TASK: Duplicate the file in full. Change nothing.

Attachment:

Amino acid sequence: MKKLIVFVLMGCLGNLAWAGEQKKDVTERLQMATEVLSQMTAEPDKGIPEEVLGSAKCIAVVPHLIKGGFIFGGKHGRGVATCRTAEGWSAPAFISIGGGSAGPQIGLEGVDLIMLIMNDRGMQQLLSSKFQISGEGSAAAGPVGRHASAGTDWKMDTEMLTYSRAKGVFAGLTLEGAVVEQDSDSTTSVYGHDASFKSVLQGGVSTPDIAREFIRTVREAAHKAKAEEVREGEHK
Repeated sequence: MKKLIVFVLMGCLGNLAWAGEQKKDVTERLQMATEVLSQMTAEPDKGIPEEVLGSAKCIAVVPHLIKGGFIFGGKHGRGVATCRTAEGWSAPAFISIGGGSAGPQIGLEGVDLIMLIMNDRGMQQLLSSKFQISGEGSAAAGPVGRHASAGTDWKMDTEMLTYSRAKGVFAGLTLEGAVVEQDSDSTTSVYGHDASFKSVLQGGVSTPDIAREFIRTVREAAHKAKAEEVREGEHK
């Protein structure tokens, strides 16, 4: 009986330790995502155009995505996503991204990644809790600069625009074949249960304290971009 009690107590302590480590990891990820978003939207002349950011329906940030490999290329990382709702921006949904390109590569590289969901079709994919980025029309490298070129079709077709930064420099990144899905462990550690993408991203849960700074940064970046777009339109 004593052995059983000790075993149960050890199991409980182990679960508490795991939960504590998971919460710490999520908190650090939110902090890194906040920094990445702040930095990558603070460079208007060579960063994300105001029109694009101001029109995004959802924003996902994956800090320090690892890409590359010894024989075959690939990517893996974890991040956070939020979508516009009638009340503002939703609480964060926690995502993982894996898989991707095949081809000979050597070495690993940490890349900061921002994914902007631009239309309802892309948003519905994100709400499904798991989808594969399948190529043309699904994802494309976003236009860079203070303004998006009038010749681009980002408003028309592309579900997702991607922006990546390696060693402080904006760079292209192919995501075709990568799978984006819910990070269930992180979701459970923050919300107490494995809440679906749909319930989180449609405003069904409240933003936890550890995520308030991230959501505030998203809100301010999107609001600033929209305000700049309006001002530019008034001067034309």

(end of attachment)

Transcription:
Amino acid sequence: MKKLIVFVLMGCLGNLAWAGEQKKDVTERLQMATEVLSQMTAEPDKGIPEEVLGSAKCIAVVPHLIKGGFIFGGKHGRGVATCRTAEGWSAPAFISIGGGSAGPQIGLEGVDLIMLIMNDRGMQQLLSSKFQISGEGSAAAGPVGRHASAGTDWKMDTEMLTYSRAKGVFAGLTLEGAVVEQDSDSTTSVYGHDASFKSVLQGGVSTPDIAREFIRTVREAAHKAKAEEVREGEHK
Repeated sequence: MKKLIVFVLMGCLGNLAWAGEQKKDVTERLQMATEVLSQMTAEPDKGIPEEVLGSAKCIAVVPHLIKGGFIFGGKHGRGVATCRTAEGWSAPAFISIGGGSAGPQIGLEGVDLIMLIMNDRGMQQLLSSKFQISGEGSAAAGPVGRHASAGTDWKMDTEMLTYSRAKGVFAGLTLEGAVVEQDSDSTTSVYGHDASFKSVLQGGVSTPDIAREFIRTVREAAHKAKAEEVREGEHK
């Protein structure tokens, strides 16, 4: 009986330790995502155009995505996503991204990644809790600069625009074949249960304290971009 009690107590302590480590990891990820978003939207002349950011329906940030490999290329990382709702921006949904390109590569590289969901079709994919980025029309490298070129079709077709930064420099990144899905462990550690993408991203849960700074940064970046777009339109 004593052995059983000790075993149960050890199991409980182990679960508490795991939960504590998971919460710490999520908190650090939110902090890194906040920094990445702040930095990558603070460079208007060579960063994300105001029109694009101001029109995004959802924003996902994956800090320090690892890409590359010894024989075959690939990517893996974890991040956070939020979508516009009638009340503002939703609480964060926690995502993982894996898989991707095949081809000979050597070495690993940490890349900061921002994914902007631009239309309802892309948003519905994100709400499904798991989808594969399948190529043309699904994802494309976003236009860079203070303004998006009038010749681009980002408003028309592309579900997702991607922006990546390696060693402080904006760079292209192919995501075709990568799978984006819910990070269930992180979701459970923050919300107490494995809440679906749909319930989180449609405003069904409240933003936890550890995520308030991230959501505030998203809100301010999107609001600033929209305000700049309006001002530019008034001067034309």